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91466: Investigate a nutritional issue affecting the well-being of New Zealand society

Updated December 2022. A paragraph has been added to clarify the requirements for choosing an appropriate nutritional issue.

An investigation

An investigation should include an explanation of the nature of the issue, trends or patterns and their causes, and the effects on the well-being of New Zealand society.

The nature of the nutritional issue should be explained, i.e. what the very essence of the issue is; why it is an issue; how we know it is an issue; and which group in society is most affected.

The focus of the nutritional issue selected for investigation should not be a disease such as obesity. Obesity is a complex medical issue with many underlying causes, and needs to be viewed as the outcome of a nutritional issue, not the issue itself. For this reason it is not a suitable focus for investigation. A list of suitable nutritional issues is provided in Explanatory Note 4 of the standard.  

Trends or patterns should be explained and supported by both qualitative and quantitative information, for example, development over time; gender/age differences; regional differences; connections to significant events. Some information/evidence should be less than five years old, except where data is being used to support a historical trend.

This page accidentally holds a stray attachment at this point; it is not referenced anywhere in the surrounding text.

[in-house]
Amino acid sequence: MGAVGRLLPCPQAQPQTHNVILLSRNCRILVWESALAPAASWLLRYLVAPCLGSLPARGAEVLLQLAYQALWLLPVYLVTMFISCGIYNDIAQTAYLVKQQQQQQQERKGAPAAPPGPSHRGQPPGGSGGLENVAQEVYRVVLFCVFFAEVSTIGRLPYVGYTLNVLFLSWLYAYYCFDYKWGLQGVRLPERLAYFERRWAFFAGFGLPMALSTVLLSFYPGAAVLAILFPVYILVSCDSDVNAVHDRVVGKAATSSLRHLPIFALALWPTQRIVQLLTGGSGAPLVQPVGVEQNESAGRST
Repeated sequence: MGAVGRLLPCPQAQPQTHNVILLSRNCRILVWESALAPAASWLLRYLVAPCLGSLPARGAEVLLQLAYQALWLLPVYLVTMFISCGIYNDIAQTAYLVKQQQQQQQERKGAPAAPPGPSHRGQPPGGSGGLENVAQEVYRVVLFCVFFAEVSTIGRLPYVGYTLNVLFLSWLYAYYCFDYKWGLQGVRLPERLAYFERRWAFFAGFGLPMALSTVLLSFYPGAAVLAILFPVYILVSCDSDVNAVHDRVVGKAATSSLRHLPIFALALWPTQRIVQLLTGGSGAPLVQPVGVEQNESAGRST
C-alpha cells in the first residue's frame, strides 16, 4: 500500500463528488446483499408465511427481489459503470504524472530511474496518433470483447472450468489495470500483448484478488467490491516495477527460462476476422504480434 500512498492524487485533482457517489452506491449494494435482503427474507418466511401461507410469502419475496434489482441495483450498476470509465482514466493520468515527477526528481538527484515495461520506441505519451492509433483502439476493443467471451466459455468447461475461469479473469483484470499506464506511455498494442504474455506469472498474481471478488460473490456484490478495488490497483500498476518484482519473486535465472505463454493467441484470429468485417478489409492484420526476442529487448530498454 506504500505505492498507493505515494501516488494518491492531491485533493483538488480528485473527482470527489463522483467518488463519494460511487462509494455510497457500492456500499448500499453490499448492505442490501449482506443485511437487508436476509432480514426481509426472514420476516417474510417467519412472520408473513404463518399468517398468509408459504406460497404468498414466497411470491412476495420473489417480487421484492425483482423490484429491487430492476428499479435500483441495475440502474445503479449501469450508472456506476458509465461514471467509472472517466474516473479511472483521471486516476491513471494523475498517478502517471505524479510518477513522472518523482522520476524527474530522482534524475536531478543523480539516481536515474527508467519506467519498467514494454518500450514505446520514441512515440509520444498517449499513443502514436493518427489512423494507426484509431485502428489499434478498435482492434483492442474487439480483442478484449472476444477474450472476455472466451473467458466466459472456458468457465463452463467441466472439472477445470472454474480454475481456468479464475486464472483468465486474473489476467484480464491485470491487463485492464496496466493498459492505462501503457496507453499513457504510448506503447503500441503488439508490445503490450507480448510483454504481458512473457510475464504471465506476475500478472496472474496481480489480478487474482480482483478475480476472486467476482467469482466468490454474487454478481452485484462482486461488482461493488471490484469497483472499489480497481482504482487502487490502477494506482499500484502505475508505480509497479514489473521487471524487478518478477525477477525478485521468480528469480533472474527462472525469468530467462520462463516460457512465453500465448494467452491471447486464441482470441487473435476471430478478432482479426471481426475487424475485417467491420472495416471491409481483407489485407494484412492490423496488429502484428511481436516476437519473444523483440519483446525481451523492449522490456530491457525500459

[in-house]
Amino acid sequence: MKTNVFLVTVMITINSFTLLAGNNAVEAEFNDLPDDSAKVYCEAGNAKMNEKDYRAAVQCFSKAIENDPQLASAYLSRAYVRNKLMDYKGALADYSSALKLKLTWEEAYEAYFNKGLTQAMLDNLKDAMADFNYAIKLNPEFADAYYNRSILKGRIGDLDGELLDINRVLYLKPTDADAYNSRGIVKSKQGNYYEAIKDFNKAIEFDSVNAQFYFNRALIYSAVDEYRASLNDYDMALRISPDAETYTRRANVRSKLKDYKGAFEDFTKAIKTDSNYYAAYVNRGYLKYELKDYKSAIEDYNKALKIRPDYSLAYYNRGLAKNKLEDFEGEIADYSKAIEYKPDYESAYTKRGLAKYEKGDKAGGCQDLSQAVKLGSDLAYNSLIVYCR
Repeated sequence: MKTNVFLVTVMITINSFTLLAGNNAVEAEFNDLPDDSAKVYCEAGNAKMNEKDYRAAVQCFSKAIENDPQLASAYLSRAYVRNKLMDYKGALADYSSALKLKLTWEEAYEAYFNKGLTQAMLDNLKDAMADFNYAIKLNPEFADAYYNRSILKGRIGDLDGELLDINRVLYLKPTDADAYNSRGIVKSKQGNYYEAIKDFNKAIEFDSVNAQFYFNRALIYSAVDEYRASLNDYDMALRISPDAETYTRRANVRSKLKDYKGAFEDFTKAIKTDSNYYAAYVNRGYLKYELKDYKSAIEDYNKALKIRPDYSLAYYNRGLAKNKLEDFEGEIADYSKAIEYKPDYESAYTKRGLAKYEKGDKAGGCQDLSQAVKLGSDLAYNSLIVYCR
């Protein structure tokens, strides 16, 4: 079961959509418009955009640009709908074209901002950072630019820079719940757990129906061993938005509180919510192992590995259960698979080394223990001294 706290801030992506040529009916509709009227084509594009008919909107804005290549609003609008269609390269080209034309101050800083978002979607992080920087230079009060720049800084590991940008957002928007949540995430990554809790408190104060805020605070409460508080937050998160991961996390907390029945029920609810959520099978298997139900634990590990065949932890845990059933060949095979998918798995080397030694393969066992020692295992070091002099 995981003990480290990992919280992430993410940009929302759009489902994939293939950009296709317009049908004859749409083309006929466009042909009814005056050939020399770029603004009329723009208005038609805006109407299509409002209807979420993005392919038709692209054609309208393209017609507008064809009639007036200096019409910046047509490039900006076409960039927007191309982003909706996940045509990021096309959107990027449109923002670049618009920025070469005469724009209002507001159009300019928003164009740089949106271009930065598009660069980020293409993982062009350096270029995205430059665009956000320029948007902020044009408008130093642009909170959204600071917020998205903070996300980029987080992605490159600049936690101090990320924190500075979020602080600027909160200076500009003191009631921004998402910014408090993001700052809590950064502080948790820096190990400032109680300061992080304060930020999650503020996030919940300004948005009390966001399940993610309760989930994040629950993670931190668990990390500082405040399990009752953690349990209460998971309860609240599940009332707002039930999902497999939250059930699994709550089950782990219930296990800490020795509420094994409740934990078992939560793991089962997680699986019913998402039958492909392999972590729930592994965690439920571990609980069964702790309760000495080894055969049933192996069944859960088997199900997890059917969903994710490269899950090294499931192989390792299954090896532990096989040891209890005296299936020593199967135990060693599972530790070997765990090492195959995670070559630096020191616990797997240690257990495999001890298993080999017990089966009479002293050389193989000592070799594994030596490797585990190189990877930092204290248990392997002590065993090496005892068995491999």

Qualitative information is a collection of words that provides in-depth understanding and meaning - people’s ideas, explanations, stories, etc. It is about what people say and the meaning of their ideas, for example, interview reports, newspaper articles. Quantitative information is based on numbers that provide information for statistical analysis – how many, how big, how widespread (quantity), for example, the Ministry of Health statistics.

The causes or significant contributing factors of the issue should be explained, i.e. the determinants of health, attitudes, values and key stakeholders.

The effects on well-being should be focused mainly at a societal level and be supported by evidence. 

In-depth investigation                                                      

For Merit, an in-depth investigation should include an analysis of the interconnections between the issue and the contributing factors.

Perceptive investigation

For Excellence, a perceptive investigation should include a critical analysis of attitudes and values, i.e. what people know, value, can do or have control of from both an individual and societal perspective – how do their attitudes and values contribute to the problem or are affected by the issue.

A critical analysis should also include the implications of the issue for the well-being of New Zealand society and for equitable outcomes. Insight should be shown into the effect on all groups – what effects there are for people directly affected and also those not currently affected by the issue (indirect flow-on health implications in the longer term).

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